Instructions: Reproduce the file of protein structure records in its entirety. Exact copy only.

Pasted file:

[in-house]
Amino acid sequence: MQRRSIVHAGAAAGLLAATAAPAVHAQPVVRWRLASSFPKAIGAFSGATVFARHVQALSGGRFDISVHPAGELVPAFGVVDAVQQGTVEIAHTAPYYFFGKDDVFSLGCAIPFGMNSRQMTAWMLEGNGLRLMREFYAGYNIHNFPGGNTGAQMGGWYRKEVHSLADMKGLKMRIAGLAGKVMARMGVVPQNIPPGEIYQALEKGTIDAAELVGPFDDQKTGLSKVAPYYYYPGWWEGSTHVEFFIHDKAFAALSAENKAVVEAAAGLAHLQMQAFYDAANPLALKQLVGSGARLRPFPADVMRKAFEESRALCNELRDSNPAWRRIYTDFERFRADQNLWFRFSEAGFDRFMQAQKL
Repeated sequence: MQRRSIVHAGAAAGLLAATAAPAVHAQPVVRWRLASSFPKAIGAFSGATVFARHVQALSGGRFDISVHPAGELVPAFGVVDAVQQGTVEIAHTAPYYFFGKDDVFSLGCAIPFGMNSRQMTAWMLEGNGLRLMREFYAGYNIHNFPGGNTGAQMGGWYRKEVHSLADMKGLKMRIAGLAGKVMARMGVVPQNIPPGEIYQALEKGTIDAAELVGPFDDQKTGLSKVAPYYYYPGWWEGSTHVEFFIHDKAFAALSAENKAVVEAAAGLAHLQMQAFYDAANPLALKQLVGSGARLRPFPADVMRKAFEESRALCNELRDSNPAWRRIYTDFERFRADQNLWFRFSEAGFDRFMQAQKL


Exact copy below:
[in-house]
Amino acid sequence: MQRRSIVHAGAAAGLLAATAAPAVHAQPVVRWRLASSFPKAIGAFSGATVFARHVQALSGGRFDISVHPAGELVPAFGVVDAVQQGTVEIAHTAPYYFFGKDDVFSLGCAIPFGMNSRQMTAWMLEGNGLRLMREFYAGYNIHNFPGGNTGAQMGGWYRKEVHSLADMKGLKMRIAGLAGKVMARMGVVPQNIPPGEIYQALEKGTIDAAELVGPFDDQKTGLSKVAPYYYYPGWWEGSTHVEFFIHDKAFAALSAENKAVVEAAAGLAHLQMQAFYDAANPLALKQLVGSGARLRPFPADVMRKAFEESRALCNELRDSNPAWRRIYTDFERFRADQNLWFRFSEAGFDRFMQAQKL
Repeated sequence: MQRRSIVHAGAAAGLLAATAAPAVHAQPVVRWRLASSFPKAIGAFSGATVFARHVQALSGGRFDISVHPAGELVPAFGVVDAVQQGTVEIAHTAPYYFFGKDDVFSLGCAIPFGMNSRQMTAWMLEGNGLRLMREFYAGYNIHNFPGGNTGAQMGGWYRKEVHSLADMKGLKMRIAGLAGKVMARMGVVPQNIPPGEIYQALEKGTIDAAELVGPFDDQKTGLSKVAPYYYYPGWWEGSTHVEFFIHDKAFAALSAENKAVVEAAAGLAHLQMQAFYDAANPLALKQLVGSGARLRPFPADVMRKAFEESRALCNELRDSNPAWRRIYTDFERFRADQNLWFRFSEAGFDRFMQAQKL